AJFF What to Watch: Remembering Carl Reiner

06/30/2020

Veteran Jewish comedian, writer, and director, Carl Reiner has passed away at the age of 98. We've rounded up films formerly featured at AJFF's annual festival with the legendary talent. Film titles are linked with information on where to watch. To read more about Reiner and his career, we encourage you to read The New York Times, CNN, and more.

The Bronx, USA
Seinfeld producer George Shapiro visits fond memories of old stomping grounds in this star-studded, humorous, nostalgic ode to New York’s northernmost borough. Decades after launching a successful showbiz career, Shapiro returns to the Bronx, walking the streets with childhood friends who kibitz about the glories of their immigrant neighborhood. The so-called Bronx Boys also visit their high school alma mater for an endearing encounter between the class of ’49 and students of today. Notable Bronxite interviews include Carl Reiner, Gen. Colin Powell, Robert Klein, Alan Alda and Chazz Palminteri. This hopeful, heartwarming walk down memory lane celebrates the American spirit that still unites people of diverse generations and backgrounds. Featured at the 2020 AJFF.

GI Jews: Jewish Americans in World War II
A profound salute to patriotism and perseverance, this documentary, featured at the 2018 AJFF, honors the hitherto overlooked half a million Jews who defended the country despite bigotry in their ranks. As America entered the war, no one had a greater interest than its Jewish population, which joined every military branch to defeat Hitler and save their European brethren. Yet, as they put their lives on the line, Jewish Americans faced anti-Semitic slurs and violence from fellow soldiers. From the terror of the front lines to the heartbreak of liberating concentration camps, these events redefined Jewish identification with American democratic ideals. Rank and file veterans, and famous ones—Mel Brooks, Henry Kissinger, Carl Reiner—share tales of physical, emotional and spiritual transformation.

If You're Not In The Obit, Eat Breakfast
Irrepressible comic legend Carl Reiner and other celebrity nonagenarians regard the secret of vitality and longevity, in this documentary featured at the 2018 AJFF. This Hollywood reunion-like collection of delightful, freewheeling conversations challenges notions about aging. Joining the camaraderie are Mel Brooks, Dick Van Dyke, Kirk Douglas, Norman Lear and Betty White, and non-showbiz cohorts who still greet each morning raring to go. Offering years of insights and anecdotes, these spry seniors are as sharp, vigorous and engaged as ever, demonstrating there is still plenty of life to live after 90. Bookended by swinging performances of "The Best is Yet to Come" by Tony Bennett, and Oscar-winning composer Alan Bergman’s "Just Getting Started," this inspirational, genial gem shows how the twilight years can truly be the happiest and most rewarding.

The Last Laugh
The world's foremost comedians debate the outer limits of comedy and subjective taste in this documentary, an exploration of the taboo topic of Holocaust humor and the implications for free speech. Is a tragedy on the scale of the Holocaust ever an appropriate subject for comedy? Filmmaker Ferne Pearlstein puts the question to a pantheon of funny people, including Mel Brooks, Carl Reiner, Gilbert Gottfried, Sarah Silverman, Chris Rock and Harry Shearer, as well as Holocaust survivors and prominent Jewish leaders. Mixing levity with deeply philosophical themes, an intriguing conversation emerges over where to draw the line when it comes to jokes about the Holocaust and other so-called untouchable subjects. Interviews are augmented with movie clips, comedic stage acts, as well as seized Nazi footage of cabarets performed by prisoners inside concentration camps. Featured at the 2017 AJFF.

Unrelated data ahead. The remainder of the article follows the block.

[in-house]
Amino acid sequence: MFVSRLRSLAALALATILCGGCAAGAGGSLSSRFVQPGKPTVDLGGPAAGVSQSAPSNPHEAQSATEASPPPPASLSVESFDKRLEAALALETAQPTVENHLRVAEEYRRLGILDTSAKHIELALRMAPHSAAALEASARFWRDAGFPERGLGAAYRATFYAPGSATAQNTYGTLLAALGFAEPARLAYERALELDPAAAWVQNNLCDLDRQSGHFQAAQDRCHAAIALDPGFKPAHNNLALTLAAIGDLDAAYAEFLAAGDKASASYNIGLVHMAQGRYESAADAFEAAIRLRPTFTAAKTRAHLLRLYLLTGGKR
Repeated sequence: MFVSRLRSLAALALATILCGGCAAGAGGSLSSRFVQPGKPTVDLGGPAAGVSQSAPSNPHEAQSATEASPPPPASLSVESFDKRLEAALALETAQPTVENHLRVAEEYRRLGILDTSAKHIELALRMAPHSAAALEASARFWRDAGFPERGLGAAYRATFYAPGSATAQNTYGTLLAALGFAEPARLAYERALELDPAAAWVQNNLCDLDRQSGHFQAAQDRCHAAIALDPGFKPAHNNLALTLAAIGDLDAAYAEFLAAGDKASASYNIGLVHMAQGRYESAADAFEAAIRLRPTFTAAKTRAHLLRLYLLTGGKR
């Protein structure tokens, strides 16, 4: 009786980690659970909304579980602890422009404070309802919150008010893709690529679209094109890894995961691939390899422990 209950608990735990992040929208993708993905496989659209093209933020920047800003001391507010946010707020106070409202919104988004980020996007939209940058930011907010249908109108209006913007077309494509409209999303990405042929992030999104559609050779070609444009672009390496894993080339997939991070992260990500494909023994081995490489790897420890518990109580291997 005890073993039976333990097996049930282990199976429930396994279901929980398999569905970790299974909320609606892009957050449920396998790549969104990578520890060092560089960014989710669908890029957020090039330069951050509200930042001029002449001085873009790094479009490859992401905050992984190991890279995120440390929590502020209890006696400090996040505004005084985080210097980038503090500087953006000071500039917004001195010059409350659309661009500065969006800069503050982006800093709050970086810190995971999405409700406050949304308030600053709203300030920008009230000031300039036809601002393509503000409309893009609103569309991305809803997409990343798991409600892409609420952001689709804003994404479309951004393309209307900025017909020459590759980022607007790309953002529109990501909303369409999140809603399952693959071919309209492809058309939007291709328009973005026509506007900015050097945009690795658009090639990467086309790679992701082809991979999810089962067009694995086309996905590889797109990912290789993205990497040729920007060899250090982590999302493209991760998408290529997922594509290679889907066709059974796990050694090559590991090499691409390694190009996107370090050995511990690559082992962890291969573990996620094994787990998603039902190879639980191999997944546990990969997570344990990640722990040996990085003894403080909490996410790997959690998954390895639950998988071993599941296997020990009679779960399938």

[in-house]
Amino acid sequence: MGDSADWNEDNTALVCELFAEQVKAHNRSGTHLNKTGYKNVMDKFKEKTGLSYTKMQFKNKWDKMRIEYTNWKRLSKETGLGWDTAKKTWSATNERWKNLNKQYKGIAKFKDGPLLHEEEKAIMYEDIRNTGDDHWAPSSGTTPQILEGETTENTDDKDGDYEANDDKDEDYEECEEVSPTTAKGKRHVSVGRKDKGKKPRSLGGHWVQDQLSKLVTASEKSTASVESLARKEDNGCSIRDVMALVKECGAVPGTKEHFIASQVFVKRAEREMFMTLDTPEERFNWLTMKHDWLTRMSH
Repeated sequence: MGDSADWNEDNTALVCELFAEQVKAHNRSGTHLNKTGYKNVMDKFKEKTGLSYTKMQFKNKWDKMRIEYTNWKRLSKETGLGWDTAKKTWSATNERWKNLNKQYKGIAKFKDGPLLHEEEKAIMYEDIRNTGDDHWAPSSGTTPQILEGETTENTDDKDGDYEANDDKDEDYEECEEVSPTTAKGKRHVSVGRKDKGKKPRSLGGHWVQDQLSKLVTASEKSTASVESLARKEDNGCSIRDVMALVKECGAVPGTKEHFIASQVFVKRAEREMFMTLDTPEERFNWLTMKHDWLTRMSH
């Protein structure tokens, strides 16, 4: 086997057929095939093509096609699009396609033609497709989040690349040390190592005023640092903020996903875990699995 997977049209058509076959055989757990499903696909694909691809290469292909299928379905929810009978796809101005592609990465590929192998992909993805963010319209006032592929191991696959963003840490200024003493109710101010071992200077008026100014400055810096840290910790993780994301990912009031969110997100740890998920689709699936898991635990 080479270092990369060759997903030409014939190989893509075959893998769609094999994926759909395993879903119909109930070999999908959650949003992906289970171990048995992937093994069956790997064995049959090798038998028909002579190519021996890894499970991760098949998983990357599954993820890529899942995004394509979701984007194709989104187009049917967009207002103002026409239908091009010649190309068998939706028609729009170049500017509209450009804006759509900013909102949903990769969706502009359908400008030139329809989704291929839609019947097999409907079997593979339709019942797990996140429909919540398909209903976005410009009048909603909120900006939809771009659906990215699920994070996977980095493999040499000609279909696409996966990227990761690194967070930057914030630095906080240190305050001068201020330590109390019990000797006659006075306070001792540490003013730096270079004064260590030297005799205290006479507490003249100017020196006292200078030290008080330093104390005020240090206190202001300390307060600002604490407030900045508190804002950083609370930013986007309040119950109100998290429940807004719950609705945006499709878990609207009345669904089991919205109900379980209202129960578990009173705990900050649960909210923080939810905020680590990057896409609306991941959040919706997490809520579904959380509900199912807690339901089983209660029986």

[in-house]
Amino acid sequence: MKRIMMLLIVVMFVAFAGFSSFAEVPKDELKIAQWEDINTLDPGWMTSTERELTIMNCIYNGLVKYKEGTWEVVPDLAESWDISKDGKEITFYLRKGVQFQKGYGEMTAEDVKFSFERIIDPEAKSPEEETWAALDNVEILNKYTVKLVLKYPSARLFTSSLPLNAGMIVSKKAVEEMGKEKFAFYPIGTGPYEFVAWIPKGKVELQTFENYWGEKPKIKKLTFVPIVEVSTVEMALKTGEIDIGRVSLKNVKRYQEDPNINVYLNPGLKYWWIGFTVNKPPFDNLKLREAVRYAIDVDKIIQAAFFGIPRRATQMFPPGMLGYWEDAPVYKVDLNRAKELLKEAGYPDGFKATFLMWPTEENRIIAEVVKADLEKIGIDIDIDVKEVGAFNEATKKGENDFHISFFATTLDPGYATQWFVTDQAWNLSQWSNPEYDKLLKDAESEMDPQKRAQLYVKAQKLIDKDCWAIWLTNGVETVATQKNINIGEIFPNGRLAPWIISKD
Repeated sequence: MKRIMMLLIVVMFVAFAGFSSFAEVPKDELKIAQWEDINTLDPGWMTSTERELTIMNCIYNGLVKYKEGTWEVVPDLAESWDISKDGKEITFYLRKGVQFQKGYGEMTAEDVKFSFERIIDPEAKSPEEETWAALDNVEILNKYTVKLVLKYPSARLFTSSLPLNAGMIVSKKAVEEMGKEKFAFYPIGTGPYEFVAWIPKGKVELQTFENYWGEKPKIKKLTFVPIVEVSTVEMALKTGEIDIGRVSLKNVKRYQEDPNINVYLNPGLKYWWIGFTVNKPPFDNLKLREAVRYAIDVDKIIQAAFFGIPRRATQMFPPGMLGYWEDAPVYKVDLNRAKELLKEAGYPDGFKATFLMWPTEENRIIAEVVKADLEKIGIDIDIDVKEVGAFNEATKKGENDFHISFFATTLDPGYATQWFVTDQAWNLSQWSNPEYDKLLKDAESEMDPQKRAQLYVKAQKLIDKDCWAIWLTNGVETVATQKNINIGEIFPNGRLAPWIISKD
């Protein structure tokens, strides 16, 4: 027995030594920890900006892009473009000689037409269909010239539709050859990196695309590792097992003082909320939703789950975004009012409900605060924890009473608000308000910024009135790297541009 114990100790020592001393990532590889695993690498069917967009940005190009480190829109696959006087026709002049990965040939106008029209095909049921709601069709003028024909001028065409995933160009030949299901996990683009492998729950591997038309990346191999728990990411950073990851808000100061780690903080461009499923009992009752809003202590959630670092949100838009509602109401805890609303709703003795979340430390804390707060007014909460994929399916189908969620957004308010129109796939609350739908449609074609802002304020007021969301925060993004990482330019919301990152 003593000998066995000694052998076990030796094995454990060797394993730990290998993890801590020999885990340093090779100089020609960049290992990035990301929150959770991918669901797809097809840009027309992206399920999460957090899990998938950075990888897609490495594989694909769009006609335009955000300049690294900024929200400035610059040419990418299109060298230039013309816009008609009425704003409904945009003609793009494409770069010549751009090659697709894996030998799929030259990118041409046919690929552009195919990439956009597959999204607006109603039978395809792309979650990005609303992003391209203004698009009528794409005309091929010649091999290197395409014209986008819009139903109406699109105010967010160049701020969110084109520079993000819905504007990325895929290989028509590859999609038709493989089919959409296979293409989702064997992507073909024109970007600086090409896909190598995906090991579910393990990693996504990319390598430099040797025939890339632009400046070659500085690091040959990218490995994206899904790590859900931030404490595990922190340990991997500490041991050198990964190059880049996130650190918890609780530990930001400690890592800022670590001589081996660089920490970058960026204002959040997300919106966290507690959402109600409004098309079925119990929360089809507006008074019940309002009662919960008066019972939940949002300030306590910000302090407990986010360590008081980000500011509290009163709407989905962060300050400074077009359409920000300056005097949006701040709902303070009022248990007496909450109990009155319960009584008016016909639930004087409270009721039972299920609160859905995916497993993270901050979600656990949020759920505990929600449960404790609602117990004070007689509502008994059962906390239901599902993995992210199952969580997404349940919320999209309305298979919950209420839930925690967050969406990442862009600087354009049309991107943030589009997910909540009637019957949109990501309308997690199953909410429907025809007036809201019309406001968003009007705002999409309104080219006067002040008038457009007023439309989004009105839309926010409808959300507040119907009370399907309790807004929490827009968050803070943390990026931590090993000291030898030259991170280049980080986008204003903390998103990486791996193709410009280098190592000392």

Lunch
An ode to the Golden Age of film and television, this fly-on-the-wall comedy feast follows an affable group of famous showbiz scribes who meet for lunch, swapping jokes, ruminating on their health, and kibitzing about their careers. Twice-monthly for the past 40 years, the likes of Sid Caesar, Carl Reiner, Monty Hall, Arthur Hiller and other Hollywood old-timers have gathered for an invitation-only, ceremonial nosh at a Sherman Oaks deli, bantering for hours over heaping portions of matzo balls and brisket, as their longtime waitress Valerie inevitably appears just in time to step on their punch lines. Filmmaker Donna Kanter (daughter of the late comedy writer Hal Kanter) circles the lunch table to capture the priceless camaraderie of these fabled funnymen, as well as one-on-one interviews that fill in their remarkable biographies. Featured at the 2013 AJFF.

Mel Brooks: Make a Noise
Participating for the first time in a biography about his own astonishing 60 years in show business, Mel Brooks puts his zany comedic genius on display in this loving profile, featured at the 2014 AJFF. Now an octogenarian, Brooks (born Melvin Kaminsky) is as energetic as ever, playfully joking and jousting his way through an extended interview about his life. From the early beginnings of live television with Sid Caesar, to the ingeniously skewed film satires Blazing Saddles, Young Frankenstein and High Anxiety, and late-career resurgence with the smash Broadway musical The Producers, this multi-hyphenate talent has earned more major awards than any other living entertainer. Less known are his creative risks and occasional misfires, as well as uncredited efforts to support such film artists as David Lynch and David Cronenberg. There are also wonderful glimpses into Brooks's personal life, from intimate reflections on his Brooklyn childhood, to longtime marriage to actress Anne Bancroft. Interspersed are priceless anecdotes from a gaggle of sit-downs with Carl Reiner, Joan Rivers, Matthew Broderick, Nathan Lane, Cloris Leachman, Tracey Ullman, Rob Reiner, and others.